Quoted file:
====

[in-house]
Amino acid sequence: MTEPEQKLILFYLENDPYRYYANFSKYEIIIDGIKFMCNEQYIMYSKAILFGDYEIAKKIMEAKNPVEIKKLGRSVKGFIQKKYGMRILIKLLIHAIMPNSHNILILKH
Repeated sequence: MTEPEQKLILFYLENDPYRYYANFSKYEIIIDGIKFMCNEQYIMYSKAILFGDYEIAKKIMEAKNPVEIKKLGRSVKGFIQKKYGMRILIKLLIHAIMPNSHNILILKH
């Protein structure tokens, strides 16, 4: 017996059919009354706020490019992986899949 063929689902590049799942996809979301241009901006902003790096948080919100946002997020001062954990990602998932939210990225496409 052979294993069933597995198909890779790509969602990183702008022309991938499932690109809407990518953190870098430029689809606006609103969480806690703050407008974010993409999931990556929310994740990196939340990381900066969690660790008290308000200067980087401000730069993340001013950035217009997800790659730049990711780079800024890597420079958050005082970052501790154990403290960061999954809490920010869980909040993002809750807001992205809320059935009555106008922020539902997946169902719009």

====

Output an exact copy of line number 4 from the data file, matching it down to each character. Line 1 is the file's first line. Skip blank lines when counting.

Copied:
């Protein structure tokens, strides 16, 4: 017996059919009354706020490019992986899949 063929689902590049799942996809979301241009901006902003790096948080919100946002997020001062954990990602998932939210990225496409 052979294993069933597995198909890779790509969602990183702008022309991938499932690109809407990518953190870098430029689809606006609103969480806690703050407008974010993409999931990556929310994740990196939340990381900066969690660790008290308000200067980087401000730069993340001013950035217009997800790659730049990711780079800024890597420079958050005082970052501790154990403290960061999954809490920010869980909040993002809750807001992205809320059935009555106008922020539902997946169902719009």